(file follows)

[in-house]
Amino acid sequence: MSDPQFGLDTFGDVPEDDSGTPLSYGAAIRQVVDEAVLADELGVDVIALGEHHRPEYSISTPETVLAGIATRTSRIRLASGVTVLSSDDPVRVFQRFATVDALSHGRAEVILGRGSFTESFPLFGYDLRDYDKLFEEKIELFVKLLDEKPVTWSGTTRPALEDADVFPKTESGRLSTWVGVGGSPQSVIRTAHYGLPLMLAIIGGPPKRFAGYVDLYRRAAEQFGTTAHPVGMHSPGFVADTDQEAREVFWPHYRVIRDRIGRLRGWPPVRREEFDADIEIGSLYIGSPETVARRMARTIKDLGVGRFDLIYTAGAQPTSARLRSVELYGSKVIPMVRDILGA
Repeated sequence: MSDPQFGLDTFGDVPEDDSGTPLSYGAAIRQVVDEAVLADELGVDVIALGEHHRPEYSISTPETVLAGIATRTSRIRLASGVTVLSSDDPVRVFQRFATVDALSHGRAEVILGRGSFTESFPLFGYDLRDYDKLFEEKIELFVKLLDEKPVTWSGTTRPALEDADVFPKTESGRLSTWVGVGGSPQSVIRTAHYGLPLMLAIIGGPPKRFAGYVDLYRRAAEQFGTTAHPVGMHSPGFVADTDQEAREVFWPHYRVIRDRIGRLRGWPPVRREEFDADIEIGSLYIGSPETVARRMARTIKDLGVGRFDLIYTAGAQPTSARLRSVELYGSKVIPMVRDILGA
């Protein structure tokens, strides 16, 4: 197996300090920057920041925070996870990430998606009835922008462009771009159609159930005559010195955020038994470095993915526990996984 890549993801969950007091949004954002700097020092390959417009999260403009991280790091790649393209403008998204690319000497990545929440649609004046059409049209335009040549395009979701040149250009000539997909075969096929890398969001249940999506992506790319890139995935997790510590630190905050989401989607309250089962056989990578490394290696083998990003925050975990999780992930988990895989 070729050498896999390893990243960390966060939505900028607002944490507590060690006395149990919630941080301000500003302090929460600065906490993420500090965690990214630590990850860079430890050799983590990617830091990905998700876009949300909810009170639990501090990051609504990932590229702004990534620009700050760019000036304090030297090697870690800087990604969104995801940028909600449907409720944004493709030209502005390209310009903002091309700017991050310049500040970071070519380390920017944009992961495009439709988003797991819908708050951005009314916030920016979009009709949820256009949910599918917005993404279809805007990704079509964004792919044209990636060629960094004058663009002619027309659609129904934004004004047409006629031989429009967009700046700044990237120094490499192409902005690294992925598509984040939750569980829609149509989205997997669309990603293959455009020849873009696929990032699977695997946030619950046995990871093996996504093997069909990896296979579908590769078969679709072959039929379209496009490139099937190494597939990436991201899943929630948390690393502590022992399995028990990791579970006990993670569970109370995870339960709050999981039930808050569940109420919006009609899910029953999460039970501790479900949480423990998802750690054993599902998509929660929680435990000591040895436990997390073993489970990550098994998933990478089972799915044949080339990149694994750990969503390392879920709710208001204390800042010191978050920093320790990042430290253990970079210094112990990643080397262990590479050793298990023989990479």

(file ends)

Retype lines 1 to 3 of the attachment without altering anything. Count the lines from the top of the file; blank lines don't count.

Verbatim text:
[in-house]
Amino acid sequence: MSDPQFGLDTFGDVPEDDSGTPLSYGAAIRQVVDEAVLADELGVDVIALGEHHRPEYSISTPETVLAGIATRTSRIRLASGVTVLSSDDPVRVFQRFATVDALSHGRAEVILGRGSFTESFPLFGYDLRDYDKLFEEKIELFVKLLDEKPVTWSGTTRPALEDADVFPKTESGRLSTWVGVGGSPQSVIRTAHYGLPLMLAIIGGPPKRFAGYVDLYRRAAEQFGTTAHPVGMHSPGFVADTDQEAREVFWPHYRVIRDRIGRLRGWPPVRREEFDADIEIGSLYIGSPETVARRMARTIKDLGVGRFDLIYTAGAQPTSARLRSVELYGSKVIPMVRDILGA
Repeated sequence: MSDPQFGLDTFGDVPEDDSGTPLSYGAAIRQVVDEAVLADELGVDVIALGEHHRPEYSISTPETVLAGIATRTSRIRLASGVTVLSSDDPVRVFQRFATVDALSHGRAEVILGRGSFTESFPLFGYDLRDYDKLFEEKIELFVKLLDEKPVTWSGTTRPALEDADVFPKTESGRLSTWVGVGGSPQSVIRTAHYGLPLMLAIIGGPPKRFAGYVDLYRRAAEQFGTTAHPVGMHSPGFVADTDQEAREVFWPHYRVIRDRIGRLRGWPPVRREEFDADIEIGSLYIGSPETVARRMARTIKDLGVGRFDLIYTAGAQPTSARLRSVELYGSKVIPMVRDILGA